More than 25,000 new electric-powered cars hit the road last year, putting New Zealand well on its way to upgrading its fleet with shiny new electric, low emission vehicles.

That’s a 94% increase on the 12,997 sold during 2020, and the most vehicles sold with some form of electric power.

Sales were helped along by government’s clean car rebate scheme for low emission vehicles of as much as $8,625 a car which kicked in last July. 

Of that, 6,897 were pure battery-driven electric vehicles (EVs), more than the combined total EV sales over the prior five years, according to Motor Industry Association (MIA) data.

That, in turn, translated to a 4.7% reduction in greenhouse gas emissions (GHG) from new vehicles sold, which MIA said is the largest annual drop since it started collecting data 15 years ago.

MIA chief executive David Crawford said while that's impressive, he warns it’s not a fast enough transition to swerve out of the way of the government’s looming clean car standard penalties – due to come on stream next year.

Crawford said while reduced greenhouse gases were positive, targets under the Land Transport (Clean Vehicles) Amendment Bill set the bar closer to a 10% reduction for 2021. 

That should serve as a signal of the “severity” of the targets and resulting penalties under the bill, now at its second and third readings in the House.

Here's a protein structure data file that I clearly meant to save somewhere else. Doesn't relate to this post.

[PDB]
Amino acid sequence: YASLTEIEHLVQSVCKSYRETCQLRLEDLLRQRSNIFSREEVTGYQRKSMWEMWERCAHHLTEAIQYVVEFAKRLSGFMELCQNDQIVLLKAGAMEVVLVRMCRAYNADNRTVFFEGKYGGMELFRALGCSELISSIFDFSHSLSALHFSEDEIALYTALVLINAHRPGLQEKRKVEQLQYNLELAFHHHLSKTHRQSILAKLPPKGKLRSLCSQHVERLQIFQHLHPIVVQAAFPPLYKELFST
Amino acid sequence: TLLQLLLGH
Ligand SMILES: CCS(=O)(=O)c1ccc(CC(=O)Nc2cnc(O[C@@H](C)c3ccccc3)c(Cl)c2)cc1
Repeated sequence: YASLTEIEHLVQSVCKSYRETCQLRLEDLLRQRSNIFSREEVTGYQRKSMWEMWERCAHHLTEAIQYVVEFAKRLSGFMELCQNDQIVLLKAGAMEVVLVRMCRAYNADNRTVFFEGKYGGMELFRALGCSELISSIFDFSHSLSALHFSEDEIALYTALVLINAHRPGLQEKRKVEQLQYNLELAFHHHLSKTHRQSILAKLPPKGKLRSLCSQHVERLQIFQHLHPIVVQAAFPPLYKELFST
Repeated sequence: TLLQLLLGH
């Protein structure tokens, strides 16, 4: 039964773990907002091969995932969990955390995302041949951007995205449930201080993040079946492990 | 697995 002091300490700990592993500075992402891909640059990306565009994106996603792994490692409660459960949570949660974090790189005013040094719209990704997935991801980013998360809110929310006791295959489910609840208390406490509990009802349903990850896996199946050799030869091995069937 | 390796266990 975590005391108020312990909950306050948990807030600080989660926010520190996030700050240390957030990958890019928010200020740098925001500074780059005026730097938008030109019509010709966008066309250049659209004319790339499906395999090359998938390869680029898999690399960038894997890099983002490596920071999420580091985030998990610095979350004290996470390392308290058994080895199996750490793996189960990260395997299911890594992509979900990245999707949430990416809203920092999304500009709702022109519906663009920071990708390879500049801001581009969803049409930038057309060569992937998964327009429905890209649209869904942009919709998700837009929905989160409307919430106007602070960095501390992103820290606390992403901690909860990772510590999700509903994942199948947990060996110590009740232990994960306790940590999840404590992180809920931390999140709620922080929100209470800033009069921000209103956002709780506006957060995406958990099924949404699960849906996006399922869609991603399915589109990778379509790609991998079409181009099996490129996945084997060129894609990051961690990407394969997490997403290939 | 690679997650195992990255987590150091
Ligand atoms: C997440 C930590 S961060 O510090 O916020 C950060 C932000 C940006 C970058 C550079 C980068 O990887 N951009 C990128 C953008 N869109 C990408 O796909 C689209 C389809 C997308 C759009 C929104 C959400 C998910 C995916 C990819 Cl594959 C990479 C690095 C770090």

And, he said, NZ is already falling behind those targets and will continue to do so despite best efforts by importers and car manufacturers.

“Failing to meet the targets means prices for vehicles will increase to offset the penalties faced by new vehicle importers.”

Road users for EVs?

In the meantime, and with a view to recouping what will be an inevitable decline in fuel excise duties which amounted to $2.1 billion last year, the Ministry of Transport (MOT) is proposing changes to the road user charges (RUC) system.

That could see EV owners start paying when the exemption for EVs ends in two years.

Under the current system, RUC applies to vehicles using fuels other than petrol or larger than 3.5 tonnes.

Last year, there were an estimated 800,000 light vehicles which contributed $800 million in RUC fees, while another 190,000 heavy vehicles contributed about $1.1b under the system, according to MOT figures.

Under current settings, light EVs will remain exempt until Mar 31, 2024, which will save their owners an average of about $800 annually. 

In its consultation proposals, MOT is suggesting the possibility of applying RUC to light EVs and electric motorbikes, based on distance travelled. 


The proposals will also consider how to ensure the transport agency and police are able to administer and enforce fees on EV owners, as well as cover costs related to congestion, noise and GHG emissions.

Nick Leggett, chief executive of Ia Ara Aotearoa Transporting NZ, said while the advocacy group supported moves to reduce costs and simplify compliance, there were concerns as to the ministry’s stated intention to “address wider government priorities and not focus solely on recovering direct costs”.

He said that threw up the question as to what road users will be asked to pay for in future. 

“Money is already being taken away from roads to support rail, so we are cautious of theft by stealth, from a sector that is critical to the economic health of NZ.”

Under the RUC amendment process, new RUC act amendments will come into effect from late 2023.